I am a breastfeeding mother and i want to know if it is safe to use Ranitidine? Is Ranitidine safe for nursing mother and child? Does Ranitidine extracts into breast milk? Does Ranitidine has any long term or short term side effects on infants? Can Ranitidine influence milk supply or can Ranitidine decrease milk supply in lactating mothers?
- DrLact safety Score for Ranitidine is 1 out of 8 which is considered Safe as per our analyses.
- A safety Score of 1 indicates that usage of Ranitidine is mostly safe during lactation for breastfed baby.
- Our study of different scientific research also indicates that Ranitidine does not cause any serious side effects in breastfeeding mothers.
- Most of scientific studies and research papers declaring usage of Ranitidine safe in breastfeeding are based on normal dosage and may not hold true for higher dosage.
- Score calculated using the DrLact safety Version 1.2 model, this score ranges from 0 to 8 and measures overall safety of drug in lactation. Scores are primarily calculated using publicly available case studies, research papers, other scientific journals and publically available data.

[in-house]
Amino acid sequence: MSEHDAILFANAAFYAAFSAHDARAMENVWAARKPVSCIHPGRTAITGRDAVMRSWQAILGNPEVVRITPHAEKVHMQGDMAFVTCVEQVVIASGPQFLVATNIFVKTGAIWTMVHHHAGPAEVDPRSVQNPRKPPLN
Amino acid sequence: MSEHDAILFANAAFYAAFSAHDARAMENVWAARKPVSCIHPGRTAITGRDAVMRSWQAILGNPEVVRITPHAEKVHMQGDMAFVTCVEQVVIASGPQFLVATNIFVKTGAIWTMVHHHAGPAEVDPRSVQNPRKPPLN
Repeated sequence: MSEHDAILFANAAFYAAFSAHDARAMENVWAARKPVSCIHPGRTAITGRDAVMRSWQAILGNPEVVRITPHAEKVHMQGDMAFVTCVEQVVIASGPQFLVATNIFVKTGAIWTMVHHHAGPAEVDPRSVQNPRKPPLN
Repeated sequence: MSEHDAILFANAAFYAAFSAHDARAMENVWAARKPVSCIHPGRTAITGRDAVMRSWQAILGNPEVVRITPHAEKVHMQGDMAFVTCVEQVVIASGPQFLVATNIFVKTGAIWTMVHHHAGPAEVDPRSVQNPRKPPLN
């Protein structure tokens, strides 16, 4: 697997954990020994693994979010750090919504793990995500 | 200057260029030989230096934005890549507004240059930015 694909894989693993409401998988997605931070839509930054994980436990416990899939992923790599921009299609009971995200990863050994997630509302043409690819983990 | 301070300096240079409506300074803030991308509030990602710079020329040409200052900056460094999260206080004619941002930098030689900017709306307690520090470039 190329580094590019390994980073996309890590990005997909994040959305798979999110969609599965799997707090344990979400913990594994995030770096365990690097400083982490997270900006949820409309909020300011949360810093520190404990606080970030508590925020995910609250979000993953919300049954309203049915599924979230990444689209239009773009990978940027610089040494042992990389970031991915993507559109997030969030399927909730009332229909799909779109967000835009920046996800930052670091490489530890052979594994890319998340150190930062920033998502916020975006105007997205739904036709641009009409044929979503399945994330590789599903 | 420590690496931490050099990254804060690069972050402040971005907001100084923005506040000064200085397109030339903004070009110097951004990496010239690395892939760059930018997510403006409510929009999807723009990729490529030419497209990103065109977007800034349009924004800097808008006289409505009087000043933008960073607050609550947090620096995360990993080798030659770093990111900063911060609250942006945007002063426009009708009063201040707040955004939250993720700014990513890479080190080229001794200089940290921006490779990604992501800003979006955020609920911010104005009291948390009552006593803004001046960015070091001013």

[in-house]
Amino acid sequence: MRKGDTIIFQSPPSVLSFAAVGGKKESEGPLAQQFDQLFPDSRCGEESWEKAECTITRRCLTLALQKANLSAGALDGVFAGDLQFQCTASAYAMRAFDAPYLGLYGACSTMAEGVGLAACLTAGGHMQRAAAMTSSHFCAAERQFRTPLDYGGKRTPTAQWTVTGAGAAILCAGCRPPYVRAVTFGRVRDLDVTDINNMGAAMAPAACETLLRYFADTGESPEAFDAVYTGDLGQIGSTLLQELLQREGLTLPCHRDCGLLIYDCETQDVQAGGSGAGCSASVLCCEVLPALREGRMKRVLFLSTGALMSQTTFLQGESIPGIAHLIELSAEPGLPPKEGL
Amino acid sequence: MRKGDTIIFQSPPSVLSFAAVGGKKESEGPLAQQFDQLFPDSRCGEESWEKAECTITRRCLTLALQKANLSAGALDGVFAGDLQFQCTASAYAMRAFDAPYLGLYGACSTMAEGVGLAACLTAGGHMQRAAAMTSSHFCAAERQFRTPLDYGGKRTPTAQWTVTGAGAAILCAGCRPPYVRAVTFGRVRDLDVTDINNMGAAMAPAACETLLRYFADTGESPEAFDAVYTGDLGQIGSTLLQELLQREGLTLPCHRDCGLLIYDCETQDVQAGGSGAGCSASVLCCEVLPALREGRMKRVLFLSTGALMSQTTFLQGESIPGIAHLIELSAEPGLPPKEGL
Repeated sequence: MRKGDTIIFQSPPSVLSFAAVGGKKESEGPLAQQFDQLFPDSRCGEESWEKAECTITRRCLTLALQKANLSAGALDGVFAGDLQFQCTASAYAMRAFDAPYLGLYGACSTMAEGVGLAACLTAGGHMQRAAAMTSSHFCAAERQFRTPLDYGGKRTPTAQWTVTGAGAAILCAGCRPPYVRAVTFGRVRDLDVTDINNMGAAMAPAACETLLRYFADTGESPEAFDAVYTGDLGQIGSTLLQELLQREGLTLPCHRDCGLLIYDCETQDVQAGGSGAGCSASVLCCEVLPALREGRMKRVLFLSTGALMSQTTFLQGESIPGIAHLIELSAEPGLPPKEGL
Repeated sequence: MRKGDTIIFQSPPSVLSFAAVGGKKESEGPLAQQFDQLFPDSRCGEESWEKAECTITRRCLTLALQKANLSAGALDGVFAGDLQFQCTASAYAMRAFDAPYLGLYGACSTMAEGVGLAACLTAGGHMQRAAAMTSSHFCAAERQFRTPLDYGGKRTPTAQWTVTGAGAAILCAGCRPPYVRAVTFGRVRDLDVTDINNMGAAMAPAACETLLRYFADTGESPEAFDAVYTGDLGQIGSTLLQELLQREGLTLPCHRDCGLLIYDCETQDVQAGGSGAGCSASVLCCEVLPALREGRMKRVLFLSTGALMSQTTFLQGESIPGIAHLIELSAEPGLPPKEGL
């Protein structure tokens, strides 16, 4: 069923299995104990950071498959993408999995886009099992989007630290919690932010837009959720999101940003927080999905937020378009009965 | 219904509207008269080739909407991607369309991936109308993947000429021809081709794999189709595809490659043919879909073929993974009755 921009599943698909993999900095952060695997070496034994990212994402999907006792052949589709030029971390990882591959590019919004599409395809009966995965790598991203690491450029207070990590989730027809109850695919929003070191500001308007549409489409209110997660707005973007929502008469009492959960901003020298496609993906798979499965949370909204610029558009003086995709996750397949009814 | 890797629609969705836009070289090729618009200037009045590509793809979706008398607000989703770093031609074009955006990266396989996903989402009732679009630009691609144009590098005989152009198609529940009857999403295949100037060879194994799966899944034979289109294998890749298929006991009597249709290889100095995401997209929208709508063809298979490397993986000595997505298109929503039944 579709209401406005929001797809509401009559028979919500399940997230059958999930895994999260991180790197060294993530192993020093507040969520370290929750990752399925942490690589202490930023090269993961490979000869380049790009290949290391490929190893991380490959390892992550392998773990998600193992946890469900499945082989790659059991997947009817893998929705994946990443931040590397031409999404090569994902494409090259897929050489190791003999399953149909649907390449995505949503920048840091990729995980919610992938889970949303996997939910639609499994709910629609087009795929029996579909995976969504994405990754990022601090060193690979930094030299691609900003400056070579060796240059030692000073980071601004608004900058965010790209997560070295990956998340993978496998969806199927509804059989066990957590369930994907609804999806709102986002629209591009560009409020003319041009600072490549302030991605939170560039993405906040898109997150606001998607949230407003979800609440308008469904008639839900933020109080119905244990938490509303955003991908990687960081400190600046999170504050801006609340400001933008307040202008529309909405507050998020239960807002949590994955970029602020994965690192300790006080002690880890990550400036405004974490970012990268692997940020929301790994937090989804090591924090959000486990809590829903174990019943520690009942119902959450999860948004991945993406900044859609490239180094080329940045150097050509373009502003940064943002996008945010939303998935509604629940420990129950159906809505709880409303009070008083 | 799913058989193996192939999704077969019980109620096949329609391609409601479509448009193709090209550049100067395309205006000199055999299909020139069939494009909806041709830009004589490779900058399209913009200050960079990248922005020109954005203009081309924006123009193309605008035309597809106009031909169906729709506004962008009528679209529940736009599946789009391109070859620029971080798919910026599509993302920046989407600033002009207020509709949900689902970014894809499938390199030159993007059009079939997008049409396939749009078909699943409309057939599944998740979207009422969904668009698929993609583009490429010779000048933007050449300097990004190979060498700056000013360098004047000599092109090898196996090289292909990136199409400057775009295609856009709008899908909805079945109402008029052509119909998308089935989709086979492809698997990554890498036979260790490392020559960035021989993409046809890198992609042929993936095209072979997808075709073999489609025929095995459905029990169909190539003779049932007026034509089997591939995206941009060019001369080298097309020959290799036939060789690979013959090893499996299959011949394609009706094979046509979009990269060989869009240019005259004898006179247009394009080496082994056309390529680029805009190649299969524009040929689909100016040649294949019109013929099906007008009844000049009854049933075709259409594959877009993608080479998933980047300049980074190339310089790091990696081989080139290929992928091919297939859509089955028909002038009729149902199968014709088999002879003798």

Drug which is commonly used in pediatric therapy even for newborn treatment. Excreted in high amount into breast milk although infant intake is reportedly lower than usual therapeutic dose. No side effects on breastfed babies have been reported. Increase of Prolactin levels has been shown, yet it does not induce galactorrhea.
Although interpatient variability exists, the dose of ranitidine in breastmilk is less than the dose used in newborn infants. Maternal ranitidine would not be expected to cause any adverse effects in breastfed infants. No special precautions are required.
One 54-day-old breastfed infant had no observable adverse effects after maternal ingestion of ranitidine 150 mg every 12 hours for 2 days.
Histamine H2-receptor blockade is known to stimulate prolactin secretion. Ranitidine in intravenous doses over 100 mg or during long-term oral use have increased serum prolactin in some studies, and rare cases of gynecomastia have been reported. The prolactin level in a mother with established lactation may not affect her ability to breastfeed.
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